“Uncertainty is a reason to act, not to wait,” panelists agree.
In the second of six symposia on climate change to be held this academic year, seven experts from around the country tackled the topic of “challenges of climate policy.” The Oct. 29 event included three panel discussions held at MIT’s Wong Auditorium.
Moderated by Richard Schmallensee, the Howard W. Johnson Professor of Management and professor of economics emeritus at MIT’s Sloan School of Management, the panelists discussed the social impacts caused by climate change; the kinds of adaptations that might help people cope with these impacts and limit their economic and physical harm; and possible solutions to the political, economic, and social factors affecting the world’s responses to this pressing issue.
Global climate change will have “huge impacts that will affect every sector” of society, and “its costs will be extremely high,” said Susanne Moser, a specialist in adaptation to climate change and director of Susanne Moser Research and Consulting. Although there are still uncertainties about the rate and extent of climate change, she said, “uncertainty is a reason to act, not to wait.”
Compared to the responses that experts say are required to forestall the worst effects of climate change, efforts around the world still fall far short, Moser said: “Most responses are just reactive. There’s no unifying vision, there’s no agreement on social equity priorities, and there is a surprising lack of urgency,” she said.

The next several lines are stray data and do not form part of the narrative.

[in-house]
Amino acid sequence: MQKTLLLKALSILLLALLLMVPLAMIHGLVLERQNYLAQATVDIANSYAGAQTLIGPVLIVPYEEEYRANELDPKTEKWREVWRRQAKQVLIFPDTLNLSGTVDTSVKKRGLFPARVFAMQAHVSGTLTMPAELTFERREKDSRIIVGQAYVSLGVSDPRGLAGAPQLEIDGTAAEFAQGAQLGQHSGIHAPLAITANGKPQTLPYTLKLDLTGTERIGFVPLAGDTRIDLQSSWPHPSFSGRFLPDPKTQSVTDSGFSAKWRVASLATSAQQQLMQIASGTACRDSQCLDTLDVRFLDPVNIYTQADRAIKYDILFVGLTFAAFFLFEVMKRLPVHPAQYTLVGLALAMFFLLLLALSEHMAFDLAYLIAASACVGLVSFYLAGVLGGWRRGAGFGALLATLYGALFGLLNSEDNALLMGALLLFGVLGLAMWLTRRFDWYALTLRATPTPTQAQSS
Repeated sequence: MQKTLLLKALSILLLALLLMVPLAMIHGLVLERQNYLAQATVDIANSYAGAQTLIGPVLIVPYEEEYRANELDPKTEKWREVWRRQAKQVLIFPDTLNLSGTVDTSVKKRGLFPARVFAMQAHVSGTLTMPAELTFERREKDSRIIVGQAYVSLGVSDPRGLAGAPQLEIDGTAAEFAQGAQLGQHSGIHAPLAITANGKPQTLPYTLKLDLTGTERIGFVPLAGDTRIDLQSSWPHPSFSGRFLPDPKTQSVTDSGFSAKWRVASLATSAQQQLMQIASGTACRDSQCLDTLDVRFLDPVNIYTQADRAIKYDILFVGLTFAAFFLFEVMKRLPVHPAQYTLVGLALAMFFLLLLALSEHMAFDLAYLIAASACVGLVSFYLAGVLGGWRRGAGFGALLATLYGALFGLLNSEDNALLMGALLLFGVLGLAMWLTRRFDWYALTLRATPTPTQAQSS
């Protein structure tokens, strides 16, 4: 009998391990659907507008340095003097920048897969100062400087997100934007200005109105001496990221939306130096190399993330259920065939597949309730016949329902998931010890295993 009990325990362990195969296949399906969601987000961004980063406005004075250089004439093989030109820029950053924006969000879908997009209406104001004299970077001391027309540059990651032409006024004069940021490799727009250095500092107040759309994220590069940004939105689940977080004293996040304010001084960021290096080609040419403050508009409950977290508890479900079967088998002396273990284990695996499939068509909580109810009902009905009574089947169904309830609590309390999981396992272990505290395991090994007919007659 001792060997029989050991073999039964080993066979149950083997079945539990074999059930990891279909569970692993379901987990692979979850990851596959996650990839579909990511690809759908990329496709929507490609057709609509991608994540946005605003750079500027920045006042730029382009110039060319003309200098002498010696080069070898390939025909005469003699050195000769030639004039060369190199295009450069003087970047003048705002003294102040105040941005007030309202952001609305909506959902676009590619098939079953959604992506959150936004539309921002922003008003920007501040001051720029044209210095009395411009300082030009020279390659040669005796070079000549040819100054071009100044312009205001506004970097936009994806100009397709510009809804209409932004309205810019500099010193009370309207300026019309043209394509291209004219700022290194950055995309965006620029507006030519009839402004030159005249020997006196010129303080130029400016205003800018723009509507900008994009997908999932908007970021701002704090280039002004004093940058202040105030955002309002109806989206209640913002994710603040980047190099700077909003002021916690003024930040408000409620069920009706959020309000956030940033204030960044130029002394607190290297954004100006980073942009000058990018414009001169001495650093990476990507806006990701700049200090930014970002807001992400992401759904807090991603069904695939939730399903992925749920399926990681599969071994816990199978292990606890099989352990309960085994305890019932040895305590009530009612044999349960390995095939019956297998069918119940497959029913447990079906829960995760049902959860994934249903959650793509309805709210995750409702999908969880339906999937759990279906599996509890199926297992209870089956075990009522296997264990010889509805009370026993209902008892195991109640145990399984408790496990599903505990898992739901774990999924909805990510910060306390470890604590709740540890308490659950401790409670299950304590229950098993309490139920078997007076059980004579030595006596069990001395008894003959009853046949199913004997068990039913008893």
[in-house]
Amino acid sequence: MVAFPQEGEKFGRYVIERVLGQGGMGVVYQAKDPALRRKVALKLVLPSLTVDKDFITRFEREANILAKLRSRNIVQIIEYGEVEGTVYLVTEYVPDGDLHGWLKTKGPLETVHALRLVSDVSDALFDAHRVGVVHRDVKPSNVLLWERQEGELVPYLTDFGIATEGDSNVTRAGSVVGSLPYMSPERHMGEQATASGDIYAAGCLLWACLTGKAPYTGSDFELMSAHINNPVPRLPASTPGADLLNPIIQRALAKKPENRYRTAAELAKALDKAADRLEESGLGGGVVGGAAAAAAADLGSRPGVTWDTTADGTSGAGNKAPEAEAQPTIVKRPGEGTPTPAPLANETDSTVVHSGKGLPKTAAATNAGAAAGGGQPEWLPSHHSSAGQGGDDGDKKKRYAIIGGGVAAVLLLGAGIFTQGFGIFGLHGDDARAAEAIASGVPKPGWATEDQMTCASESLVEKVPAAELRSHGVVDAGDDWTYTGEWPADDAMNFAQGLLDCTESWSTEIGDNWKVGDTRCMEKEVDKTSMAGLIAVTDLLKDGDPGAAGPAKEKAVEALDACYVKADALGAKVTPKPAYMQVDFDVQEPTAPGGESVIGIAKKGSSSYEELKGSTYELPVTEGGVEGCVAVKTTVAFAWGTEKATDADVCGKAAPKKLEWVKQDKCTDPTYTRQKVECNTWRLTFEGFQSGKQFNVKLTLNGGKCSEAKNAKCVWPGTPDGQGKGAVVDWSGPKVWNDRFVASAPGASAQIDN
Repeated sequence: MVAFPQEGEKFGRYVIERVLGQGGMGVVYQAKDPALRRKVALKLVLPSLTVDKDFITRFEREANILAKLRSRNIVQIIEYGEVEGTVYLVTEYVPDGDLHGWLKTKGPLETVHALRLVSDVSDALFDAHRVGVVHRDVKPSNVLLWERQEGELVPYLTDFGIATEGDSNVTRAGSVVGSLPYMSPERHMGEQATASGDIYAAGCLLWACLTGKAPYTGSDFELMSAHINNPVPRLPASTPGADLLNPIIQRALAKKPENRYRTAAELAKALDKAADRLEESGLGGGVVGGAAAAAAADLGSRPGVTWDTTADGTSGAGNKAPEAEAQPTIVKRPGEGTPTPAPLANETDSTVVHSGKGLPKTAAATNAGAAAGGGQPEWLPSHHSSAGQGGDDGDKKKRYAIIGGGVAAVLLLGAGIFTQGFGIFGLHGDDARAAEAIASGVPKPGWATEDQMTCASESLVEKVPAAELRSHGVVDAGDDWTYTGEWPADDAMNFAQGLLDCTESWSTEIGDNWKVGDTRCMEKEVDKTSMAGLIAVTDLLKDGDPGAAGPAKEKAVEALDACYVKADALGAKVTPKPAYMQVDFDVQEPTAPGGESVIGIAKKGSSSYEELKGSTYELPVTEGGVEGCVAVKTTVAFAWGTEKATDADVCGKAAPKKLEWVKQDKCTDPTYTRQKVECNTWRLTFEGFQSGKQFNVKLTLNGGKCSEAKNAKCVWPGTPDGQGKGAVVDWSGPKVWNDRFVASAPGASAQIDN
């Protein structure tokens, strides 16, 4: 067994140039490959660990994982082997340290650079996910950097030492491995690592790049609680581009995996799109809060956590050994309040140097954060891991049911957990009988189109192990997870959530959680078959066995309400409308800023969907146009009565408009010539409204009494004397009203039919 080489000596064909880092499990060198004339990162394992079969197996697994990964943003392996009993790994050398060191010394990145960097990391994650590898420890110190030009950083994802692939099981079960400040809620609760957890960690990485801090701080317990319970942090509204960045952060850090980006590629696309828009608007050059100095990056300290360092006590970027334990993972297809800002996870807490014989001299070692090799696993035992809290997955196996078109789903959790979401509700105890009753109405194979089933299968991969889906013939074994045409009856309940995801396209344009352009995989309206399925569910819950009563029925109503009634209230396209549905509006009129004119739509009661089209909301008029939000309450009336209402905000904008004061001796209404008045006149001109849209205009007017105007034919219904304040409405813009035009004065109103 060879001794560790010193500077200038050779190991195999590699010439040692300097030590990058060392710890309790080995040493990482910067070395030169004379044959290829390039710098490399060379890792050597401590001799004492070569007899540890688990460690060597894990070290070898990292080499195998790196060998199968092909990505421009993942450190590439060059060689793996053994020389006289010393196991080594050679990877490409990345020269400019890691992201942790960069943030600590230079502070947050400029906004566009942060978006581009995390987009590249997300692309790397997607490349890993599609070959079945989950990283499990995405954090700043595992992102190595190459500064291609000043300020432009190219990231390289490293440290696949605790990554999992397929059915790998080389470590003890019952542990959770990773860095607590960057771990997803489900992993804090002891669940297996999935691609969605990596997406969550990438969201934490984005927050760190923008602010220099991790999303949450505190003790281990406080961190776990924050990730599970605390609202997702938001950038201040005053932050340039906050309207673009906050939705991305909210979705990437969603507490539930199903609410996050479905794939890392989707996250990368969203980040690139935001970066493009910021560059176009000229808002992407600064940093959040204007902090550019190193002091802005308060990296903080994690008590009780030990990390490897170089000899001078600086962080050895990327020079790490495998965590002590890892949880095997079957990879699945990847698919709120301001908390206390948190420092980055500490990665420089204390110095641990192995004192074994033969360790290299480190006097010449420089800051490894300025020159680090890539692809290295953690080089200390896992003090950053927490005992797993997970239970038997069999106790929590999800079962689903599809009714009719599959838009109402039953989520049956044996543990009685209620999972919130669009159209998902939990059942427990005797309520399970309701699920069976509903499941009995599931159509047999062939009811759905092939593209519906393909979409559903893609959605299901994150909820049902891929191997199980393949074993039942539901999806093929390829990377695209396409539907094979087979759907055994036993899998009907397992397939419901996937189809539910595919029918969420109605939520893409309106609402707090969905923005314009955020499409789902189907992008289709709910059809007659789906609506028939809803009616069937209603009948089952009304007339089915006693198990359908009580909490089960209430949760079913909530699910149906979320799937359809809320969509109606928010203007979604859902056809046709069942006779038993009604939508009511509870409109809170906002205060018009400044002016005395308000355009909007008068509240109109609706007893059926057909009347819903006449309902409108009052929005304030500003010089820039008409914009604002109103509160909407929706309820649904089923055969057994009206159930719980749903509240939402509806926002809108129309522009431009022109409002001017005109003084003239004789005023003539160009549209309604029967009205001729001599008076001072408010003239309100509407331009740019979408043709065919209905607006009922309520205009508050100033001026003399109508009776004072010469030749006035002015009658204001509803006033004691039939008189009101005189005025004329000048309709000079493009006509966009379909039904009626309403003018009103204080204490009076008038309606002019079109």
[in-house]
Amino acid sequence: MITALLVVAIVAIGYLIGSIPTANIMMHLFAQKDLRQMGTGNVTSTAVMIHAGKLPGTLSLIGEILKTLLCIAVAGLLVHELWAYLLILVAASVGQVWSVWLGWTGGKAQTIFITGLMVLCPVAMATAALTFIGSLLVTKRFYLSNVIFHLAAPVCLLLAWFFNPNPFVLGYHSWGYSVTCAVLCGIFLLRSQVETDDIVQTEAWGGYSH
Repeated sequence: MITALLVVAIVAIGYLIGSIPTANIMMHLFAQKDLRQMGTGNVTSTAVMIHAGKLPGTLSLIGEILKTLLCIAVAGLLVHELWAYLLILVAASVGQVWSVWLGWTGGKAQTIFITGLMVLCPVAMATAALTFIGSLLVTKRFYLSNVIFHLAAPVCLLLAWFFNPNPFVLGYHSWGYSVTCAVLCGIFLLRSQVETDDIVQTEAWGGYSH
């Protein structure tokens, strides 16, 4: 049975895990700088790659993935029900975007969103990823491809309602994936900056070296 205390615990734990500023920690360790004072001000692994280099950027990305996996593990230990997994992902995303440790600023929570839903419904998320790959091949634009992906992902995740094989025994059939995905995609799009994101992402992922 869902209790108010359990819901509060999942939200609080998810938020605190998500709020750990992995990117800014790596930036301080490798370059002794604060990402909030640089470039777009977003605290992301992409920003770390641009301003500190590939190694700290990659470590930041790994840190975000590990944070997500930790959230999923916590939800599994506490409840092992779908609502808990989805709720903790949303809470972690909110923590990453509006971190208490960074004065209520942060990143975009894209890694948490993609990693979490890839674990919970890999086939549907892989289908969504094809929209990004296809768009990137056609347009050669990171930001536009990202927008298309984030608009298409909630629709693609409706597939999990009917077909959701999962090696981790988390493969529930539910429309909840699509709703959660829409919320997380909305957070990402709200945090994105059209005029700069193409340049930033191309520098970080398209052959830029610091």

Even most universities, she noted, do not yet have clear and easy ways to find information on their efforts toward adaptation to climate change, or programs for students to specialize in that field. “You can barely find it on their websites,” she said.
Some people fear that an emphasis on adaptation could make people complacent because they see less need to to reduce greenhouse gases if plans are underway to adapt to a changed climate. But Moser disputed that claim. “We’ve studied that” and found the reverse to be true, she said. When people see just how difficult and expensive the processes of adaptation are, compared to measures to reduce emissions, “they realize reduction [of emissions] is a bargain,” and their motivation to deal with that issue actually increases.
Andrew Steer, president and CEO of the World Resources Institute, urged listeners: “Let’s get serious about climate change adaptation, as if our lives depended on it. Which it may.” He said people need to start looking seriously at ways to respond to five different key areas of global change: higher temperatures, rising seas, stronger storms, shifting rainfall patterns, and acidification of the oceans.
The impacts are likely to be extreme, he said. Just adapting to the changes directly affecting coastal cities could cost upward of a trillion dollars a year, he said. And yet, when governments and agencies allocate resources to dealing with climate change, so far only about 10 percent of that money goes toward adaptation, versus 90 percent toward mitigation, or efforts to slow or reverse the release of climate altering emissions. Both are crucial, he said, but adaptation should not be ignored since even with aggressive mitigation policies, a significant amount of climate change is already unavoidable.